TB #22: The Casual Vacancy
TB #30: The Cuckoo’s Calling
TB #34: The Silkworm
TB #40: Career of Evil
TB #65: Lethal White
TB #88: Troubled Blood
I have a suspicion that if The Casual Vacancy were a better book – I think it’s by far Jo’s weakest work and titled my review “The Quality Vacancy” – the fandom would have been much more excited about Cormoran Strike. And that’s a shame because they’re missing out.
The thrust of these reviews is that I have really enjoyed the Cormoran Strike books, despite some growing pains after the first one. In particular, The Cuckoo’s Calling, Lethal White, and Troubled Blood have all been excellent and display Jo at her mystery-writing best. The Silkworm was not great, but I’m glad to see the series recover from its sophomore slump. And though I haven’t written about it at MuggleNet, I highly recommend the TV adaptation, C.B. Strike.
In fact, the Strike books are rich enough for analysis of their own. I have not had the time to reread the books multiple times aside from the first one, but I still tried my hand at some analysis after the last installment. I explored the themes of the fifth installment in TB #90: “The Themes of ‘Troubled Blood.'”
And I tried, for the first time, to put some predictions on record for the future of the series in TB #89: “‘Troubled Blood’ Foreshadows Troubled Times.” It is one of my largest laments that I was not a columnist back when the Harry Potter books were coming out. (My first essay was published on MuggleNet in the months leading up to Harry Potter and the Deathly Hallows, but back then, I just read with awe what the other columnists came up with and debated that into the ground on the forums.) Now I get to be on the ground floor of Strike predictions, and that is so exciting.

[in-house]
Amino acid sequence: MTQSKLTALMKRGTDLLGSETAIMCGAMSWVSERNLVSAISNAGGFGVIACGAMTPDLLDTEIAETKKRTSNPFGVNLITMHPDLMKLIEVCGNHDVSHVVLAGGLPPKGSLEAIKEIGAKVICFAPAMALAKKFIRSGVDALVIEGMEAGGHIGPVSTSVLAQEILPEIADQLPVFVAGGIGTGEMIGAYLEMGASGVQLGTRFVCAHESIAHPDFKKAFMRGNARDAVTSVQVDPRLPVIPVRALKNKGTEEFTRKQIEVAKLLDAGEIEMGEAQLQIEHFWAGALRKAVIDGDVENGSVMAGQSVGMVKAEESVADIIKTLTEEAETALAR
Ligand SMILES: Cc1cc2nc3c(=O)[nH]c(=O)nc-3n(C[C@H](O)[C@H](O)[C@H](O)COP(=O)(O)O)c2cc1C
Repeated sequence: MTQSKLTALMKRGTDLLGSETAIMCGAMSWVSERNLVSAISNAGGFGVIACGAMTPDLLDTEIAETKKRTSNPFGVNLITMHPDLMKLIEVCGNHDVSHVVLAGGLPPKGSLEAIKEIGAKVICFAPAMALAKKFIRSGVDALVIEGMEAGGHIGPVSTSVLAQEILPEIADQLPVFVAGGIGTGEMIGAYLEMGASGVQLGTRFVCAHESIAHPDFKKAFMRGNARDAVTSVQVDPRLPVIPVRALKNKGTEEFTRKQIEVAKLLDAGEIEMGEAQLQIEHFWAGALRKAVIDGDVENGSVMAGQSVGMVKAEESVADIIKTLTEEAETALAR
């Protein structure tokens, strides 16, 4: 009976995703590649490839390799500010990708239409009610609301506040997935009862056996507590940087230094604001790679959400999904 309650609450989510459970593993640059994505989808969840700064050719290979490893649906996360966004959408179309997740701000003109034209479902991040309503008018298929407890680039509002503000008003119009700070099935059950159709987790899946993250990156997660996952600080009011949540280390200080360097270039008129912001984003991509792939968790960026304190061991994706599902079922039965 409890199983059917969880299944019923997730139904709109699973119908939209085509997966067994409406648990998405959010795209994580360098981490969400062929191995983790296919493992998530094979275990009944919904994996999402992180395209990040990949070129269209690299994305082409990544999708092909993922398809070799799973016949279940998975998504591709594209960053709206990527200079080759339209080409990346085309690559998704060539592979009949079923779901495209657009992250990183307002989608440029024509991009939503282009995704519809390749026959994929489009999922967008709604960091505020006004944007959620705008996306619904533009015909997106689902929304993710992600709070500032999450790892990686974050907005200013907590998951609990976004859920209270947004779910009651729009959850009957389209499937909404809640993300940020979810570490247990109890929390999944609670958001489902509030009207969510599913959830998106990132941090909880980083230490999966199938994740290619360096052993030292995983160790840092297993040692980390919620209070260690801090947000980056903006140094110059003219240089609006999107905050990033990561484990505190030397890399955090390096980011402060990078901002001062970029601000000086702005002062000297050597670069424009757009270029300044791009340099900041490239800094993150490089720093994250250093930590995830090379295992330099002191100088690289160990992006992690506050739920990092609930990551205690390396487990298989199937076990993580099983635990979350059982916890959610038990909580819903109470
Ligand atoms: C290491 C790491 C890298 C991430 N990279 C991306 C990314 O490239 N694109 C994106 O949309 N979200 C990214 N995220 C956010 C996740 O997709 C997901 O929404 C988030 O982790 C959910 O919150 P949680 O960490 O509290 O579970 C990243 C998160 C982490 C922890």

We shall see if I was on the mark or not when The Ink Black Heart is released on August 30. You can be sure I’ll report back about Strike and Robin’s latest adventures this fall – and since The Ink Black Heart will correspond to my favorite Potter book (Harry Potter and the Half-Blood Prince), I have very high hopes.
But of course, the Potter fan in me will find a way to tie almost anything back to Harry Potter, and that includes Jo’s other works. I thought The Cuckoo’s Calling was highly reminiscent of Harry Potter and the Goblet of Fire, so I wrote a trio of articles about Goblet of Fire’s counterparts to The Cuckoo’s Calling. These were TB #31: “The Psychopaths,” TB #32: “The Suspects,” and TB #33: “The Minor Characters.” This is also an opportunity to offer up a mea culpa: “The Psychopaths” originally included the name of the book’s villain in the subtitle, and I am so sorry if I inadvertently spoiled the book for anyone.